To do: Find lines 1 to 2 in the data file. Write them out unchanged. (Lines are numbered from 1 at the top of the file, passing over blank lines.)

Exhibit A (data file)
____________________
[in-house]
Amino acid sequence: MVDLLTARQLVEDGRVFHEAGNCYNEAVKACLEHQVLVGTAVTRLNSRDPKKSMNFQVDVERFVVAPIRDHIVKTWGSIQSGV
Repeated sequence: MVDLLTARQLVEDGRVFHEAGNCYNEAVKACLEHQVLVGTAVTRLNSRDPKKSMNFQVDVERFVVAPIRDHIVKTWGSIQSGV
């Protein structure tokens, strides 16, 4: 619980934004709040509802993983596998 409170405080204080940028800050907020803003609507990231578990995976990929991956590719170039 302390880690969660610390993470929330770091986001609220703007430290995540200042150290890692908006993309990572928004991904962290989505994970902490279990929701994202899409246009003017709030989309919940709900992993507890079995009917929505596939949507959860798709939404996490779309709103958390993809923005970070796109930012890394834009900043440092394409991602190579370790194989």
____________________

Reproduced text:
[in-house]
Amino acid sequence: MVDLLTARQLVEDGRVFHEAGNCYNEAVKACLEHQVLVGTAVTRLNSRDPKKSMNFQVDVERFVVAPIRDHIVKTWGSIQSGV